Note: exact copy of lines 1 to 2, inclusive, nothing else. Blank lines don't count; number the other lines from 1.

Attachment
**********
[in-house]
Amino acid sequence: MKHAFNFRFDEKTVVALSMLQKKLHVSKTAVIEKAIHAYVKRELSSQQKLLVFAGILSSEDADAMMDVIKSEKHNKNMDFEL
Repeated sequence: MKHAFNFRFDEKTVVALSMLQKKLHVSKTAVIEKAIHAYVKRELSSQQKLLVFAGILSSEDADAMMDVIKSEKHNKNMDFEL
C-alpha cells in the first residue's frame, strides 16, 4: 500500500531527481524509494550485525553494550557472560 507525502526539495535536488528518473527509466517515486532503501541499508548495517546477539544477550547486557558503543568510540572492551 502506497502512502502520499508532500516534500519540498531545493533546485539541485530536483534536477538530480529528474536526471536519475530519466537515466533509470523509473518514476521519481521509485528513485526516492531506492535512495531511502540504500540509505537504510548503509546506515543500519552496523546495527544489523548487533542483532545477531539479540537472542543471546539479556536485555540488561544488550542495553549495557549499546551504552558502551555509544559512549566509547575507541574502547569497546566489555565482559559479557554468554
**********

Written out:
[in-house]
Amino acid sequence: MKHAFNFRFDEKTVVALSMLQKKLHVSKTAVIEKAIHAYVKRELSSQQKLLVFAGILSSEDADAMMDVIKSEKHNKNMDFEL